The Great Indian Census

The Indian National Census, conducted every ten years, has officially started.  The census has been conducted regularly since 1872, and this will be the 15th one. It is a mammoth exercise, the physical counting of 120 crores population and classifying them according to gender, religion, occupation and education.

The President of India, Smt. Pratibha Patil, was the first person to be listed. She has appealed to fellow Indians to follow her example “for the good of the nation”.

Manish Bharadwaj, Director of census operations explains that in this census the National Population Register (NPR) programme had been linked to the census exercise for the first time.

The primary identification information about individuals will be collected at the first stage. At a later stage, a photograph and biometric data about each individual above 15 years of age, will be collected. This will include facial characteristics and fingerprints of all ten fingers. It may also include pictures of the iris of each individual.

Manish Bharadwaj further says- 

 “Anyone who refuses to give the required information can be fined Rs1,000 by the designated officer.”

Usha Ramanathan makes some very interesting points in her article in The Hindu- “Implications of registering, tracking, profiling”

She says-

 The NPR is not an exercise undertaken under the Census Act 1948. It is being carried out under the Citizenship Act of 1955 and the Citizenship (Registration of Citizens and Issue of National Identity Cards) Rules 2003.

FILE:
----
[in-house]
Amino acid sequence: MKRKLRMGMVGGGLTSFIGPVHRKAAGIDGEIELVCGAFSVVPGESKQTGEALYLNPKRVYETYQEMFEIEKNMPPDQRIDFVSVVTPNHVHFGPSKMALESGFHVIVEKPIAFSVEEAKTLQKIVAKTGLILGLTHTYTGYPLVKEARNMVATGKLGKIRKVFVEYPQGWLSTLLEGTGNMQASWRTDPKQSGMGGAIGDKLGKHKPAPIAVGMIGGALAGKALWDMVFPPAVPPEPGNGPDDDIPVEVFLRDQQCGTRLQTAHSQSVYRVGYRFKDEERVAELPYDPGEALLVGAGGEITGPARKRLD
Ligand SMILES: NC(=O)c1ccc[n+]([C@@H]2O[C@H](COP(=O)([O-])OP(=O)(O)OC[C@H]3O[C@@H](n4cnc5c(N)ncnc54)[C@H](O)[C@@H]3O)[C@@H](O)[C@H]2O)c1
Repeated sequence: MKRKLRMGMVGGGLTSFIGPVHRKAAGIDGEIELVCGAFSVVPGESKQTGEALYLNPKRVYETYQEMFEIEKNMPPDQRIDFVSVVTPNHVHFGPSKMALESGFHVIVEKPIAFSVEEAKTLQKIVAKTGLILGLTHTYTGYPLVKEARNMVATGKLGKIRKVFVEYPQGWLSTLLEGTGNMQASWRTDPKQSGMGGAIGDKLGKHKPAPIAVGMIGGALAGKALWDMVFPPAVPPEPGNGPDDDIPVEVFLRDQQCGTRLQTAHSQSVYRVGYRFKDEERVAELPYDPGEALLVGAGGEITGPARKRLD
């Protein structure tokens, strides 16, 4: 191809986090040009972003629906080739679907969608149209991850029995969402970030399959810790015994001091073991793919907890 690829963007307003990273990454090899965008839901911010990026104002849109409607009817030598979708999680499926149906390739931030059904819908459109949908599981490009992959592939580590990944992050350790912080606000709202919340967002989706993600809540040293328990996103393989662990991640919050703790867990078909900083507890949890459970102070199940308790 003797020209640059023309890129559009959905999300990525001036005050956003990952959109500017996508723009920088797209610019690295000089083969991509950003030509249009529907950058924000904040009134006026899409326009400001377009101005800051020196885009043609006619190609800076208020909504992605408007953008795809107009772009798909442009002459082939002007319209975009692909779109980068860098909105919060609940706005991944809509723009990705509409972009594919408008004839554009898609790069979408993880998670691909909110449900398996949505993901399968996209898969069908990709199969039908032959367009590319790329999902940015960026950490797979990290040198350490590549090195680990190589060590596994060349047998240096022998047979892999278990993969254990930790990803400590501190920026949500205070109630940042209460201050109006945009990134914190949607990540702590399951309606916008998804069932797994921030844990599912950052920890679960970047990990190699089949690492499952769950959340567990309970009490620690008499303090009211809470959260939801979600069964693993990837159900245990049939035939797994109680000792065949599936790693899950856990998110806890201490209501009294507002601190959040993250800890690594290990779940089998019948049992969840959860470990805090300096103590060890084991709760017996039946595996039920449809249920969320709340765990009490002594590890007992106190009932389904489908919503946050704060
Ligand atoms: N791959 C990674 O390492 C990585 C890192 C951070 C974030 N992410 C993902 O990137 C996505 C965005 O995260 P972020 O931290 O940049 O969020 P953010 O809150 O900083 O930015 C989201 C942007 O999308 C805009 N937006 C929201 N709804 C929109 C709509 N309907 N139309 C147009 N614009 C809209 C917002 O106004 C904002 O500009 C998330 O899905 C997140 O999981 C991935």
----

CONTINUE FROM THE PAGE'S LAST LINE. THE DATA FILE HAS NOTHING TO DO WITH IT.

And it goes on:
And this makes an important difference.

Section 15 of the Census Act categorically makes the information that we give to the census agency “not open to inspection nor admissible in evidence.” The Census Act enables the collection of information so that the state has a profile of the population; it is expressly not to profile the individual.

This provision regarding confidentiality  is not only absent in the Citizenship Act and Rules-

 but there is an express objective of making the information available to the UID Authority.

The Indian Express has advised Indian citizens to keep all require information about their assets, educational qualifications, residence, etc. handy so as to be able to answers the questions the census officials will ask. These will include-

Material of the floor, wall and roof of the building
Use of the building/condition of house
Number of persons normally residing in the house
Name, caste and sex of the head of the house
Ownership status of the house
Number of dwelling rooms in the house